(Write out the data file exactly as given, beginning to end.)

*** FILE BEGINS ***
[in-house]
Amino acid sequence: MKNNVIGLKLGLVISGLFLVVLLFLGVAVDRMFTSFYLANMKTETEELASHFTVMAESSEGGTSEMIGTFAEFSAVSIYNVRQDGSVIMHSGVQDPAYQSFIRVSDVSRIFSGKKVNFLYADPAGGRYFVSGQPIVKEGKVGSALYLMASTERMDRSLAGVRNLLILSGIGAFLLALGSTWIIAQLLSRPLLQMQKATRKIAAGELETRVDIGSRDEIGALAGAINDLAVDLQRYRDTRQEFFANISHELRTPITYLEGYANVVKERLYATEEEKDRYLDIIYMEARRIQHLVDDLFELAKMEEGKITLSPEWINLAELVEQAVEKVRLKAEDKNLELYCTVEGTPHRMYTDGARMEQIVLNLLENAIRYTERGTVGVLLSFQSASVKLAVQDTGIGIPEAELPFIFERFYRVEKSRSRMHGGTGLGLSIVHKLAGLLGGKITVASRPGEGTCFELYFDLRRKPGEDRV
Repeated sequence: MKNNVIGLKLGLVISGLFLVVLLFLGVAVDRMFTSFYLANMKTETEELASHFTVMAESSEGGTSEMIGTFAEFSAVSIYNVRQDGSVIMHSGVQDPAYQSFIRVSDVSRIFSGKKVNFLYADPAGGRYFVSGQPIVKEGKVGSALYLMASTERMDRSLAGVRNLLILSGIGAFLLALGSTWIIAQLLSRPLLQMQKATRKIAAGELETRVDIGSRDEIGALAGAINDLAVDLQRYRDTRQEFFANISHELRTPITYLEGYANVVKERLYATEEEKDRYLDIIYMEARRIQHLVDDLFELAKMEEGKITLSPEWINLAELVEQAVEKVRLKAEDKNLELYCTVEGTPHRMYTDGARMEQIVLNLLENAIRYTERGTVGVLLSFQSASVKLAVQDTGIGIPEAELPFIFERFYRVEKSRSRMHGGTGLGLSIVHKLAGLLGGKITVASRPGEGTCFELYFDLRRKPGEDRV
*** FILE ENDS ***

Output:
[in-house]
Amino acid sequence: MKNNVIGLKLGLVISGLFLVVLLFLGVAVDRMFTSFYLANMKTETEELASHFTVMAESSEGGTSEMIGTFAEFSAVSIYNVRQDGSVIMHSGVQDPAYQSFIRVSDVSRIFSGKKVNFLYADPAGGRYFVSGQPIVKEGKVGSALYLMASTERMDRSLAGVRNLLILSGIGAFLLALGSTWIIAQLLSRPLLQMQKATRKIAAGELETRVDIGSRDEIGALAGAINDLAVDLQRYRDTRQEFFANISHELRTPITYLEGYANVVKERLYATEEEKDRYLDIIYMEARRIQHLVDDLFELAKMEEGKITLSPEWINLAELVEQAVEKVRLKAEDKNLELYCTVEGTPHRMYTDGARMEQIVLNLLENAIRYTERGTVGVLLSFQSASVKLAVQDTGIGIPEAELPFIFERFYRVEKSRSRMHGGTGLGLSIVHKLAGLLGGKITVASRPGEGTCFELYFDLRRKPGEDRV
Repeated sequence: MKNNVIGLKLGLVISGLFLVVLLFLGVAVDRMFTSFYLANMKTETEELASHFTVMAESSEGGTSEMIGTFAEFSAVSIYNVRQDGSVIMHSGVQDPAYQSFIRVSDVSRIFSGKKVNFLYADPAGGRYFVSGQPIVKEGKVGSALYLMASTERMDRSLAGVRNLLILSGIGAFLLALGSTWIIAQLLSRPLLQMQKATRKIAAGELETRVDIGSRDEIGALAGAINDLAVDLQRYRDTRQEFFANISHELRTPITYLEGYANVVKERLYATEEEKDRYLDIIYMEARRIQHLVDDLFELAKMEEGKITLSPEWINLAELVEQAVEKVRLKAEDKNLELYCTVEGTPHRMYTDGARMEQIVLNLLENAIRYTERGTVGVLLSFQSASVKLAVQDTGIGIPEAELPFIFERFYRVEKSRSRMHGGTGLGLSIVHKLAGLLGGKITVASRPGEGTCFELYFDLRRKPGEDRV